Tracing the dynamics of gene transcripts after organismal death

Open Biology
Alex E PozhitkovPeter A Noble

Abstract

In life, genetic and epigenetic networks precisely coordinate the expression of genes-but in death, it is not known if gene expression diminishes gradually or abruptly stops or if specific genes and pathways are involved. We studied this by identifying mRNA transcripts that apparently increase in relative abundance after death, assessing their functions, and comparing their abundance profiles through postmortem time in two species, mouse and zebrafish. We found mRNA transcript profiles of 1063 genes became significantly more abundant after death of healthy adult animals in a time series spanning up to 96 h postmortem. Ordination plots revealed non-random patterns in the profiles by time. While most of these transcript levels increased within 0.5 h postmortem, some increased only at 24 and 48 h postmortem. Functional characterization of the most abundant transcripts revealed the following categories: stress, immunity, inflammation, apoptosis, transport, development, epigenetic regulation and cancer. The data suggest a step-wise shutdown occurs in organismal death that is manifested by the apparent increase of certain transcripts with various abundance maxima and durations.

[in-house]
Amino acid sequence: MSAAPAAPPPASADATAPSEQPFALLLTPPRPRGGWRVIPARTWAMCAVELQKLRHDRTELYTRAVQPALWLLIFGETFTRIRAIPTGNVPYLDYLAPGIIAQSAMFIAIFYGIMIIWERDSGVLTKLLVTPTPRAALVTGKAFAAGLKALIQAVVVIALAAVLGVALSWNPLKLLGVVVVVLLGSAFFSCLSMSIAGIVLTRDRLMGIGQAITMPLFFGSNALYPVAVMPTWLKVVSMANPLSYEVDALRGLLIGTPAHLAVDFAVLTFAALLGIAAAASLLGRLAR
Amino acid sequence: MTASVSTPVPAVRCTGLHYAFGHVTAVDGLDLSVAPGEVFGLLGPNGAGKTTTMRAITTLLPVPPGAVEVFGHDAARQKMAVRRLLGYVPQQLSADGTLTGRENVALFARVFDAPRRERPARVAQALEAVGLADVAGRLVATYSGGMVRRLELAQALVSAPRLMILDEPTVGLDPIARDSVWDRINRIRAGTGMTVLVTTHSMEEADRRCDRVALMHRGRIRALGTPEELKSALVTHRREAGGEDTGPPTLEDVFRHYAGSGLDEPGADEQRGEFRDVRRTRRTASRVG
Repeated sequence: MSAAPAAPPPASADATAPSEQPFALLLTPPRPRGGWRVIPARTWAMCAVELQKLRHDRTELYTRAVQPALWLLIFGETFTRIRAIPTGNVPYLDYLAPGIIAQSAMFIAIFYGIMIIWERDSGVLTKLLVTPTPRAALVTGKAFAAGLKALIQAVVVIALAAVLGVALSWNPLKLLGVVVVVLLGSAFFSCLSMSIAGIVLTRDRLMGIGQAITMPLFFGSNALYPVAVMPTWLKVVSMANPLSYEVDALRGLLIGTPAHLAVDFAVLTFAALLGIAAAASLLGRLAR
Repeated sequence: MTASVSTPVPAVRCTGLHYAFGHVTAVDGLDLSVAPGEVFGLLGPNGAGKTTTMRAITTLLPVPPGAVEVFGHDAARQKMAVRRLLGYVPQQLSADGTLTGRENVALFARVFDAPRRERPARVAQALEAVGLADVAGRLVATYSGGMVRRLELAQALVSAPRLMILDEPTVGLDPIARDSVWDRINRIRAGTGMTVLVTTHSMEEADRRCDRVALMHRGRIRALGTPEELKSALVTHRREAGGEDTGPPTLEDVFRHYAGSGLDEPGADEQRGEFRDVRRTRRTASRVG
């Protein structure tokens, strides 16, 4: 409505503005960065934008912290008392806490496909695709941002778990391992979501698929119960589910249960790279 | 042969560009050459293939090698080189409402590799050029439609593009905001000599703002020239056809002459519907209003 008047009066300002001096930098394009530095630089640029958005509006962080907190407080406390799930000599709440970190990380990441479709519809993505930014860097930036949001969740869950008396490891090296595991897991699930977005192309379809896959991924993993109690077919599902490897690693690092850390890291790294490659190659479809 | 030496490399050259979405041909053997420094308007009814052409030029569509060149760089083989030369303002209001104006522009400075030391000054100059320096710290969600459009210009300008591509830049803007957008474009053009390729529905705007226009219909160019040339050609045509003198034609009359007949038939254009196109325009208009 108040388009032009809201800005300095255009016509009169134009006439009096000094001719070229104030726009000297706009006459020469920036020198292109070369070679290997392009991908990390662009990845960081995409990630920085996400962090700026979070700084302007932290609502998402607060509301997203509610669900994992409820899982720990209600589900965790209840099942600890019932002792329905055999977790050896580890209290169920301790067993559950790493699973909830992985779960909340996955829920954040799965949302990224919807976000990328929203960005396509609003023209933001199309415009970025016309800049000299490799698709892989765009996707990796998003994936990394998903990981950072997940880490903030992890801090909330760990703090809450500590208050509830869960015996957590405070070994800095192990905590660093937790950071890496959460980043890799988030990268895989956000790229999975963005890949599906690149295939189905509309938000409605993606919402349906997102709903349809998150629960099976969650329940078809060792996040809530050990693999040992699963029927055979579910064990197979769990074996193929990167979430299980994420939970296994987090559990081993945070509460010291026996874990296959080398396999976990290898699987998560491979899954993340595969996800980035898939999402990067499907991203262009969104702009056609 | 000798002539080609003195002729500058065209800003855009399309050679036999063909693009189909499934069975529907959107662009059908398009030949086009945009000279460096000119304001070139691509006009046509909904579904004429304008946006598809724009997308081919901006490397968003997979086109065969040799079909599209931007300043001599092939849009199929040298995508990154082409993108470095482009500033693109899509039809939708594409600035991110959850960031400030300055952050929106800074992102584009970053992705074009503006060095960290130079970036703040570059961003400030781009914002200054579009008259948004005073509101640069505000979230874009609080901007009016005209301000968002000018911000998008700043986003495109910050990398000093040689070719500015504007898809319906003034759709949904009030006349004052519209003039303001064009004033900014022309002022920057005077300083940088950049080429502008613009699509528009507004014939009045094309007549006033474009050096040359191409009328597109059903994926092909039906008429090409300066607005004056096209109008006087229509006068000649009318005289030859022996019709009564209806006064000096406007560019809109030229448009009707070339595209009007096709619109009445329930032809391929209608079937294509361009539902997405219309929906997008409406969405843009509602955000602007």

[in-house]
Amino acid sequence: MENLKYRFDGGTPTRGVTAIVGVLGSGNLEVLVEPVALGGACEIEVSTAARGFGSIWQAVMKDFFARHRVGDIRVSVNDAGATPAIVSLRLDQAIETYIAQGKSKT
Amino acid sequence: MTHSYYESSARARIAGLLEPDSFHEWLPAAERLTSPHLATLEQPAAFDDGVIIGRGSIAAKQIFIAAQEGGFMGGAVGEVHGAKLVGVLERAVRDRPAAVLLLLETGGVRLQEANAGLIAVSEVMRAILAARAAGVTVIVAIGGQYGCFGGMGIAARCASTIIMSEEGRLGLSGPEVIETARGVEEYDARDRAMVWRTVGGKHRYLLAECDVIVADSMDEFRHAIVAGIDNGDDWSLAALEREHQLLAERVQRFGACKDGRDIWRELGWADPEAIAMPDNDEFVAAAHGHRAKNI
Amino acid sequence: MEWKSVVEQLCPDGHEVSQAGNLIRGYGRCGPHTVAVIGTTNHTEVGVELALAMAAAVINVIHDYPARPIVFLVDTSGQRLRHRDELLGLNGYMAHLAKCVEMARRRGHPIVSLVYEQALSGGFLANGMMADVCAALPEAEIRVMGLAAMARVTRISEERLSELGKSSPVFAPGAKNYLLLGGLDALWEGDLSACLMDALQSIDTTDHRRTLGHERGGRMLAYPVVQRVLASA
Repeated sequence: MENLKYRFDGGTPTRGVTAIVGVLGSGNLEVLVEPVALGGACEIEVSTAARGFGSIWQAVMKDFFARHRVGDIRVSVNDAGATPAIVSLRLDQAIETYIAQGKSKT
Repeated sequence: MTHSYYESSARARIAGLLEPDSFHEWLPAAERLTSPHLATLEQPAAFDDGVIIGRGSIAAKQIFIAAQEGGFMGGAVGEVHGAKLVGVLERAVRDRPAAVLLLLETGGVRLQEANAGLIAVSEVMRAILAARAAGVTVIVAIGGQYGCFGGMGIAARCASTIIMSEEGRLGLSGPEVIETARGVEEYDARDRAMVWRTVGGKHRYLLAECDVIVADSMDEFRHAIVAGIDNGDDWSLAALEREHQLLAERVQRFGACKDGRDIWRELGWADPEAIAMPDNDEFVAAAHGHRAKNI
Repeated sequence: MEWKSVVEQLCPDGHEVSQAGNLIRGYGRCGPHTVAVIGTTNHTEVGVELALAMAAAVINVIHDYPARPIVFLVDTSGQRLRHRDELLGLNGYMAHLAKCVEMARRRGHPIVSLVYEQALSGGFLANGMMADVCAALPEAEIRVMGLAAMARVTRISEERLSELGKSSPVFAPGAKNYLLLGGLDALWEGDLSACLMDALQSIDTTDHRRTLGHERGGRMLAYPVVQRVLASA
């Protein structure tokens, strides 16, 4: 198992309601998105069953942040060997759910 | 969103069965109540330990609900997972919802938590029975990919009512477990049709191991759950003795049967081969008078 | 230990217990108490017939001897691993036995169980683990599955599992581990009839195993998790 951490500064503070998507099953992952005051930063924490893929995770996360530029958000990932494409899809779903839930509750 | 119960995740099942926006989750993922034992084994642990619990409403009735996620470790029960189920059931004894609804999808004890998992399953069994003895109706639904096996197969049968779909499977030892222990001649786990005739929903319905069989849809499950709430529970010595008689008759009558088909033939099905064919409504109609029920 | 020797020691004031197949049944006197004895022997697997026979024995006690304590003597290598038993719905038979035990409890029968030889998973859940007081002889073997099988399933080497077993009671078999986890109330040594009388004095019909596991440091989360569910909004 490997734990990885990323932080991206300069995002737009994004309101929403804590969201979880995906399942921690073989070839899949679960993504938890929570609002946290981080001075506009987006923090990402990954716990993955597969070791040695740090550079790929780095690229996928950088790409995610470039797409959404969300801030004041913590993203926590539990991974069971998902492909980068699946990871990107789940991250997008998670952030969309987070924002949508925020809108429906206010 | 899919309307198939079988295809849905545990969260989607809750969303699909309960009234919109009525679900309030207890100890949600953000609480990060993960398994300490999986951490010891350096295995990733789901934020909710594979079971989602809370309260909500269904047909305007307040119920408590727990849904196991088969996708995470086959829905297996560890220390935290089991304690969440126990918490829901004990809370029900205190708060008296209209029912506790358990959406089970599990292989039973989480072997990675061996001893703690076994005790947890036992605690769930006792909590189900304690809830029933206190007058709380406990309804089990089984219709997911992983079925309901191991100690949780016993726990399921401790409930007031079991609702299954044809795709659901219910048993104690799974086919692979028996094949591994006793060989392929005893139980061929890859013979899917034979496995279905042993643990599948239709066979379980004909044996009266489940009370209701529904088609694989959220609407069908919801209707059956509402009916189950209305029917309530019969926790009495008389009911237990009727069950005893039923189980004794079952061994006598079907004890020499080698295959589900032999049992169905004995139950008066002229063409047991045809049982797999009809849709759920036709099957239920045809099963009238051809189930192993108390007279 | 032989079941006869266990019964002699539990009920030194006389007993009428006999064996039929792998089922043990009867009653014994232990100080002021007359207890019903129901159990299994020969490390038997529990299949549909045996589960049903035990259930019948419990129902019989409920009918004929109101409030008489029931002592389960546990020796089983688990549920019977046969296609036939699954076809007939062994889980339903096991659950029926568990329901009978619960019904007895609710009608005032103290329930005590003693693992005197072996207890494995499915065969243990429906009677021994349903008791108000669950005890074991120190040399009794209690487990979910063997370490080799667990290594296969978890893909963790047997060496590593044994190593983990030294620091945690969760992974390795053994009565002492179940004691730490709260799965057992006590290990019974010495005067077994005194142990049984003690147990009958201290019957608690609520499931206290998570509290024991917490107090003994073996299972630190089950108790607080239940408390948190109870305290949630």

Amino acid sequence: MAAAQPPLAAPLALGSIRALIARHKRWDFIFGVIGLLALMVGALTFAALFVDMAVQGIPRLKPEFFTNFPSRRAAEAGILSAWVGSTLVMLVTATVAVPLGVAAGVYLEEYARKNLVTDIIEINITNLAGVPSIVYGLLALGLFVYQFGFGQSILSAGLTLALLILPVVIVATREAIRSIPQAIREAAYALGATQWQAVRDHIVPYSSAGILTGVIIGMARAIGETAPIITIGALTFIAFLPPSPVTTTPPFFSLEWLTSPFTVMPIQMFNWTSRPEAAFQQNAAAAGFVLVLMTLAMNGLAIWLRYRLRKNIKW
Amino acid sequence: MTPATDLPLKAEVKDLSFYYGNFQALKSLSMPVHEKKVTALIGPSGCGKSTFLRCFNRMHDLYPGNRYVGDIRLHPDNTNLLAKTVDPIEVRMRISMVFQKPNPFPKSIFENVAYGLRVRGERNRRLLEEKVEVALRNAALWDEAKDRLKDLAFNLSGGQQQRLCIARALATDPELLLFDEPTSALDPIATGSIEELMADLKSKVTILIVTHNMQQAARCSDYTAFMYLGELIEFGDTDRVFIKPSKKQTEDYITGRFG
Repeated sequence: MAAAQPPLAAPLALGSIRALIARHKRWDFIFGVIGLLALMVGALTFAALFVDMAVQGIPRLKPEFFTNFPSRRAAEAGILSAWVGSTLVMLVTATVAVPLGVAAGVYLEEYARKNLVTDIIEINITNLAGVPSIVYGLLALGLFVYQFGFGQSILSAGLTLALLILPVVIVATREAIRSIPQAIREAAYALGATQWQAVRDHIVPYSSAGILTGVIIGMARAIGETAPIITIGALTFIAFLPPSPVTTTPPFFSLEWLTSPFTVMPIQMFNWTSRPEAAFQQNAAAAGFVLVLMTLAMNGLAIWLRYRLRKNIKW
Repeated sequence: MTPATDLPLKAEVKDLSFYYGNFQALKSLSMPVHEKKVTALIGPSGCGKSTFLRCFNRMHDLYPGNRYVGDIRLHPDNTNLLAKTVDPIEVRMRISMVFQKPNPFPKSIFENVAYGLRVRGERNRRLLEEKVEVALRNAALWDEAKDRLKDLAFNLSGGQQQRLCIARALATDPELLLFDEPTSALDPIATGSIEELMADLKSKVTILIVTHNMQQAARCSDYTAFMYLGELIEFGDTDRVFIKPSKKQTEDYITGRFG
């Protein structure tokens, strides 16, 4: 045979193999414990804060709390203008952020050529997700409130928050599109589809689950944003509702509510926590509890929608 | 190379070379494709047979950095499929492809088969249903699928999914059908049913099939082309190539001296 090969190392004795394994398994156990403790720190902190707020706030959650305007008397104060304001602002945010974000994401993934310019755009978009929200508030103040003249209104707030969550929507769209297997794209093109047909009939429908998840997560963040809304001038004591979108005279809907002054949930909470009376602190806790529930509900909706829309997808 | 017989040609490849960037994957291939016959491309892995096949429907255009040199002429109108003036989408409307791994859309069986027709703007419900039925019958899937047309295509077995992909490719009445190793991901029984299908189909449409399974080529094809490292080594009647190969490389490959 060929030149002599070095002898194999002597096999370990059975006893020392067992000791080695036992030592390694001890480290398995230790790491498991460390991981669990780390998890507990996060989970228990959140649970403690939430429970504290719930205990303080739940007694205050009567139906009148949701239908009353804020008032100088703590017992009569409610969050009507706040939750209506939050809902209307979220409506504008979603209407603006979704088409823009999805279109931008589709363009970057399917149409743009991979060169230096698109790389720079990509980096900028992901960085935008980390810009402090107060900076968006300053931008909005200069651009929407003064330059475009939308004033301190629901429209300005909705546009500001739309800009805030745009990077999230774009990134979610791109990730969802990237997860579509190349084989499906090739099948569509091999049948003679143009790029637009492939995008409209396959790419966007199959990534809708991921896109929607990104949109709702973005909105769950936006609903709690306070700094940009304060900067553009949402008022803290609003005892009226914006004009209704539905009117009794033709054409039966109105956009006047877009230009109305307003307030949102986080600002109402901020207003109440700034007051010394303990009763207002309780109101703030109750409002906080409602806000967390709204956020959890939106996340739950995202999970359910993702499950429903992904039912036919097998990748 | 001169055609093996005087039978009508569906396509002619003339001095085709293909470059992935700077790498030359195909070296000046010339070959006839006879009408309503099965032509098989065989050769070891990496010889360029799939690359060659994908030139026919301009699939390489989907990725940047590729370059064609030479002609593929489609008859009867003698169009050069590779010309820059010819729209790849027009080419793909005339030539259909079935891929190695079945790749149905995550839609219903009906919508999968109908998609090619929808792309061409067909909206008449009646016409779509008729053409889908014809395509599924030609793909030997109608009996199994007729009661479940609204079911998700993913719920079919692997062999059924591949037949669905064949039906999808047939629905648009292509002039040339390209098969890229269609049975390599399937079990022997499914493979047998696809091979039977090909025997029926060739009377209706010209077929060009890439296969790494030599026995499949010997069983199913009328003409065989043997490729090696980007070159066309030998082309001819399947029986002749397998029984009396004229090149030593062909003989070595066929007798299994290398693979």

Associated Datasets

References

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Related Concepts

Biochemical Pathway
Patterns
Genes
Autopsy
Cessation of Life
Gene Expression
Near-Death Experience
Study of Epigenetics
Apoptosis
Zebrafish

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